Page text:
I'm afraid that those little hands which currently want to hold mine will be too old to want to reach for my red swollen limbs as time moves on (and I get even worse). They are growing up fast, and slipping away.
I need new batteries. NOW...
Wednesday, August 10, 2011
If a friend asked you to post a photo of yourself, would you be able to pick one immediately? Let me be more direct: If your weight has gone up and down like a roller coaster, which 'you' would you want to have them view???
The 'you' that you wish to get back to? Perhaps a photo of someone else's body that you were striving to be like? How about the bravest of the pack, who post photo's of their true 'you', as in today's version?
Another Spark friend had encouraged me to post a photo on my Spark Page months ago (CANNIE50). I recall being initially terrified since I had been hiding from the camera for a couple of years now - save for one silly photo with the Southwest Airlines Santa last December. My husband and I REALLY needed to shake off some sad feelings after a double funeral that we flew down for that morning. But Southwest's St. Nick was not going to tell anyone, and neither was I.
The idea of not only posing for, but posting a photograph of the 'current me' in transformation mode wafted through every grey wrinkle in my brain like the scent of burning popcorn in the microwave - it just wasn't going to fade away any time soon. As you know, I was still hiding from my mirror until recently, so you can imagine the anxiety I felt about seeing even myself in a pic.
I wasn't prepared emotionally to take a new photo of myself, so I started to look for photos I already had; or photos I had not yet thrown away that is. There have been so many variations of 'me' these past 5 or 6 years, and I was having a hard time picking one.
Have you ever tried to describe a new hairstyle to your hairstylist or a friend? Randomly whipping through magazine pages and often repeating phrases like, "it's like this, but more red like this other picture", or "I like the cut on this one, but the bangs are too short, and I wanted it more bouncy", etc. Well, I was lost at which Bren to pick. It was time to dive in and see what I came up with. I started to look through a small stack of photos.
There were snapshots from 8 years ago, before my disease, when my hands and legs were normal flesh tone and not swollen; before I let it take over my life for a while.
*OK, let's skip anything with full body shots to avoid that dilemma.
The next few pictures were of me when I was far too thin, about 7 years ago. A group of food intolerances decided to jump into the mix for fun, and I looked very pale and unhealthy.
Then I came across a photo from 3 years ago with my husband and another couple, who were both Emergency Room doctors, so they knew a lot about my rare disease. They very discreetly posed in a way to cover my swelling and redness (sweet people!), but there was so much pain in my eyes behind my forced smile, that I couldn't bear to look at it.
I think that was about the time in my life when I gave up the fight and let my disease and the basket-full of autoimmune illnesses drown me for a long while. I was so tired of being attacked from all sides, and I felt very alone.
*Down to the last picture.
No surprise, it's with Southwest Santa. I was almost 30 lbs heavier from swelling and depression weight, and really was not occupying a great place emotionally. I needed something tangible to grab onto and get out of the muck.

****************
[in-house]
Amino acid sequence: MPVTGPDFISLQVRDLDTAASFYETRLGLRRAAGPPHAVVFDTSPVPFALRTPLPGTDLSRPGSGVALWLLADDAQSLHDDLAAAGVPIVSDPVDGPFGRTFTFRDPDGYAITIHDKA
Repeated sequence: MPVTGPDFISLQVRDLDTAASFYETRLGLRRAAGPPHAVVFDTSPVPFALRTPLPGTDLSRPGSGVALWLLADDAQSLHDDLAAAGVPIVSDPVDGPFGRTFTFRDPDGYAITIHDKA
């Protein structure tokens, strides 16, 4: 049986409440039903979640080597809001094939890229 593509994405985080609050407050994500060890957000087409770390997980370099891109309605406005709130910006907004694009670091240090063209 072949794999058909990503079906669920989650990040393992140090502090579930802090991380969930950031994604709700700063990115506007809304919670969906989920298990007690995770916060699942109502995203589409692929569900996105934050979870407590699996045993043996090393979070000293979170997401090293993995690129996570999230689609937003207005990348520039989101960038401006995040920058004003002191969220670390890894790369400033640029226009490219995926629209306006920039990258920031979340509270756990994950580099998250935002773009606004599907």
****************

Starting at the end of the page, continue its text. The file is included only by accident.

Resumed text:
I shared with a couple of super duper Spark friends that I had made a promise to myself to pose and post a picture on my Spark Page on my birthday a few weeks ago.
I did my hair, I applied my make up with a butter knife (ha!). I primped and posed. I really tried to be in the moment and let my new appreciation for myself shine through to the camera.
Honestly, I pulled strength from many of you Sparkers, who proudly post their photos, to gather the courage and do so myself, and for that I thank you all. I feel a bit embarrassed now that I hid for so long.
Monday, August 08, 2011
This is the story about the infamous peanut butter jar. The packaging is always easy to recognize since it tends to come in 2 types: heavy rounded glass or a plastic tub of equal size. For PB addicts like me, it's a shape I tend to zero in on, in anyone's cupboard - whether it be in a movie set or in my home.
I don't buy peanut butter these days since I have an unhealthy relationship with it. OK, to be brutally honest, if I had free reign with a jar of PB (AKA Butter from Heaven), I'd eat myself sick (again). My husband used to think this was funny too.
Recently while at Safeway, my husband bought the luscious stuff, right in front of me (!!!).
I asked him not to. Actually, I pleaded: "Noooooooo! Please don't. It's so hard for me to have that in the house".
"Well, that's not fair to me and I want to have it around for when I crave PB&J sandwiches", he replied. He was right, but my mind was consumed with its presence. I swear it sang to me at night.
If peanut butter had a voice, it would sing like Dean Martin...
I had a tough time being in the kitchen after that. Every time I opened the cupboard for something, the jar's signature silhouette would taunt me.
Ain't That a Kick in the Head?
My husband had to go out of town soon after that grocery run, and I knew I couldn't trust myself overnight when the singing started, nagging and whispering sticky creamy lullaby's, and dissolving my sane eating goals. I was worried that the challenge would be too much for me.
Do you know what I did with that jar the day before he flew out? I brought it to work. I figured that if I left it at work, then I would not be tempted by the nuttiness and drive myself nutty in the process.